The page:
Dow component Walmart Inc. (WMT) reports second quarter earnings in Thursday's pre-market, with Wall Street analysts expecting the retail mega-chain to report profits of $1.22 per share on $129.3 billion in revenues. The stock rallied 1.4% after beating earnings estimates and missing revenues in May's first quarter confessional, reporting healthy 3.4% growth in U.S. comparative sales. E-commerce sales returned to the fast track during the quarter, lifting 37% year-over year.

The stock broke out above 2018 resistance a few sessions later and posted an all-time high at $115.49 on July 16. Sellers have taken control since that time, dumping the stock through new support in a failed breakout that has landed under the 50-day exponential moving average (EMA). The announcement of new tariffs on Sept. 1 has forced shareholders to take a second look because those duties will directly affect the retail sector.

Walmart gets an estimated 70% to 80% of its goods through Chinese imports that will be tagged with tariffs that are likely to impact already razor-thin margins. Bulls hope the retailer will replace lost income with market share gains from customers departing other storefronts, but the public may react by spending less across all demographics and chains, including, Inc. (AMZN), which faces a similar challenge. 

WMT Long-Term Chart (1993 – 2019)

Long-term chart showing the share price performance of Walmart Inc. (WMT)

The stock rocketed higher in the '80s and early '90s while replacing the paradigm of small town shopping with suburban and edge-of-town mega-stores. The rally topped out at a split-adjusted $16.59 in 1993, marking resistance until a 1998 breakout generated a final advance into the December 1999 peak at $70.25. That marked the highest high for the next 13 years, ahead of a downtrend that found support in the low $40s in 2001.

It held those range boundaries through the rest of the decade, building secondary support in the upper $40s between 2008 and 2011. Price action finally lifted off in 2012 and reached the 1999 high a few months later. Despite the proximity, it took an additional two years to trigger a breakout that topped out in the low $90s at the start of 2015. The stock then sold off with other brick-and-mortar retailers, losing market share at a rapid pace to Amazon and other e-commerce juggernauts.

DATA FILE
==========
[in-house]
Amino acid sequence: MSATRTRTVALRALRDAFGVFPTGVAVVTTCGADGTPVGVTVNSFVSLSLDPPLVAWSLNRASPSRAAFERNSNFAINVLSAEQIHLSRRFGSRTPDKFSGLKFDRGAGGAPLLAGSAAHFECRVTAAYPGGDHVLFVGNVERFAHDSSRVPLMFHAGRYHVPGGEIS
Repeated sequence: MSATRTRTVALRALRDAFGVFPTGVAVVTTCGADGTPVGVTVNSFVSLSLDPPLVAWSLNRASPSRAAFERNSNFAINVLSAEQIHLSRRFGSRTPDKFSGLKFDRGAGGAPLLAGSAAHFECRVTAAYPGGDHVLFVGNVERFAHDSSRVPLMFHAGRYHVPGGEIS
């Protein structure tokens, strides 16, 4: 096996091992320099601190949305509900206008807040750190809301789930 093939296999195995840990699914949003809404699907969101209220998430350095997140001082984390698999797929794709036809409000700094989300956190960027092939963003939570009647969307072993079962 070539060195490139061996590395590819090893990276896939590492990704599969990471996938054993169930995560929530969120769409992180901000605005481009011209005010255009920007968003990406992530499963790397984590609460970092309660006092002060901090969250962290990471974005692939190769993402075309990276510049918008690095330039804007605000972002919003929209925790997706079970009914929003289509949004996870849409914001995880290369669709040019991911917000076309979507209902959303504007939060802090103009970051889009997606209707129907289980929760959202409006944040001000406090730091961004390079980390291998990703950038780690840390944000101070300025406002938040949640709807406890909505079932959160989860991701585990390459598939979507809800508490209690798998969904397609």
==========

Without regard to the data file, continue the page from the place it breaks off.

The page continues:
Walmart responded with the acquisition and major upgrades to its rusty online sales portal. The market finally took notice in 2017, lifting the stock back to the prior high, ahead of an uptrend that ended near $110 in January 2018 when the president fired the first round in the trade war. A decline into mid-year found support in the low $80s, while a December retest held well above that low, setting the stage for a final assault into July's all-time high.

The monthly stochastics oscillator entered a buy cycle in June 2018 and reached the overbought zone in May 2019. It crossed into a sell cycle in July, predicting relative weakness that could persist through year end. The stock failed the breakout above the 2018 high at the same time and is now vulnerable to another trip into support near $90. More ominously, price action since 2015 may have carved an Elliott five-wave rally set, with an aborted fifth wave ending the uptrend.

Despite the mixed outlook, there are few reasons for shareholders to dump the stock into earnings because consumer spending has been solid so far in 2019, and Walmart's biggest challenges will come next year unless Trump cuts a trade deal, which appears unlikely due to the upcoming presidential election. Even so, current owners and other market watchers should listen closely to the post-earnings commentary for signs that the company is worried about 2020 profits.

The Bottom Line

Walmart stock has pulled back from July's all-time high ahead of this week’s earnings report, which may offer insight on the impact of tariffs going into effect on Sept. 1.

Disclosure: The author held no positions in the aforementioned securities at the time of publication.